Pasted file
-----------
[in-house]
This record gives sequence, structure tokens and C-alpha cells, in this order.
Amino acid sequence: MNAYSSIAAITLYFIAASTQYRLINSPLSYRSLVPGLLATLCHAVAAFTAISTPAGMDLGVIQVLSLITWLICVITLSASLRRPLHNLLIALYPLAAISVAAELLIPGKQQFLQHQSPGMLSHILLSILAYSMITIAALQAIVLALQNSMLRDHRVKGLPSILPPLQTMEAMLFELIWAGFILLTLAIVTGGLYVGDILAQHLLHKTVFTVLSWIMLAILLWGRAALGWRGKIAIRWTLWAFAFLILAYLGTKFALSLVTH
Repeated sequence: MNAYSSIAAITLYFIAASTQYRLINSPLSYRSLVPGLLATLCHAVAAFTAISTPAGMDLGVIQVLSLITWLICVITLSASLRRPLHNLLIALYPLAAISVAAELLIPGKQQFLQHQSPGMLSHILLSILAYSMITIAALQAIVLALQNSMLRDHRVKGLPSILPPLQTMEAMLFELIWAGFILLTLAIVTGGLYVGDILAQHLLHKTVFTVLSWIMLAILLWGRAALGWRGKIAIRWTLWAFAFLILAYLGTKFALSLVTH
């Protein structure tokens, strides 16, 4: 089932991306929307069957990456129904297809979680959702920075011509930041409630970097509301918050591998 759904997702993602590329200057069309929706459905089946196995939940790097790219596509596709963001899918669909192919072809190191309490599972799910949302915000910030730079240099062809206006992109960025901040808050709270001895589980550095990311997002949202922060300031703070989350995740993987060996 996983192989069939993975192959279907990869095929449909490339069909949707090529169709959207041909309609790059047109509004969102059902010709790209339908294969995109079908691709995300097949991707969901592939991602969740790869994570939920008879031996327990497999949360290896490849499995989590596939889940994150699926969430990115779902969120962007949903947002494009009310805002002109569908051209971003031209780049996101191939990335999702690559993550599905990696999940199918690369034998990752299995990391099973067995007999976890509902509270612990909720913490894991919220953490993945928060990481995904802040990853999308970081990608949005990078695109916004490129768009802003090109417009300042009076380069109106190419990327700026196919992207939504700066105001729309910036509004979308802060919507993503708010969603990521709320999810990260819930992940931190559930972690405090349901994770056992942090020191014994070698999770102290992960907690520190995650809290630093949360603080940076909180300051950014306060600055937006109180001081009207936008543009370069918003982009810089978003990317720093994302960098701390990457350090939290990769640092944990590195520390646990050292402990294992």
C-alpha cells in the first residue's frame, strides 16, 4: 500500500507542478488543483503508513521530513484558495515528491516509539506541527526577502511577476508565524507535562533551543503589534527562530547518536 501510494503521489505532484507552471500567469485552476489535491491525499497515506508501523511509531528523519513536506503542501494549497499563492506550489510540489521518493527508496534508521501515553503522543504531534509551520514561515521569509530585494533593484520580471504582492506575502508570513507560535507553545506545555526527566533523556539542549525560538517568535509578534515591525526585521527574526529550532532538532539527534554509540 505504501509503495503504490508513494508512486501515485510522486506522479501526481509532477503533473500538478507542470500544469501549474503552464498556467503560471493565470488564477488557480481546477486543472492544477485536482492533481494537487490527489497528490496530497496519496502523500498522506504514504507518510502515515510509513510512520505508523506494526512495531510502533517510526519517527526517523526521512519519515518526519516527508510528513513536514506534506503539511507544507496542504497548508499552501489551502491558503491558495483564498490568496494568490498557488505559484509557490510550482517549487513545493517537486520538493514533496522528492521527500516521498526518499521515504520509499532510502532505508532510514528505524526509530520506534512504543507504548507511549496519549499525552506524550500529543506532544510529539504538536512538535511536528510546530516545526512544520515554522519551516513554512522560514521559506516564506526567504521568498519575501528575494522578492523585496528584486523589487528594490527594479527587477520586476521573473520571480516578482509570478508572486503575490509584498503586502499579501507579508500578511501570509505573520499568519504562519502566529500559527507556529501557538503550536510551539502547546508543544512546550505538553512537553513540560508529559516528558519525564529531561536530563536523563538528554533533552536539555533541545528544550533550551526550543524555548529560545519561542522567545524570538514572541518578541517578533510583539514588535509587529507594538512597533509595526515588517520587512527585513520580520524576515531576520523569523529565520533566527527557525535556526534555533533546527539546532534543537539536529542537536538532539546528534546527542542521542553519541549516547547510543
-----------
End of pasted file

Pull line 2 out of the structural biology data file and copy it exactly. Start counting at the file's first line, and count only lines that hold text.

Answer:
This record gives sequence, structure tokens and C-alpha cells, in this order.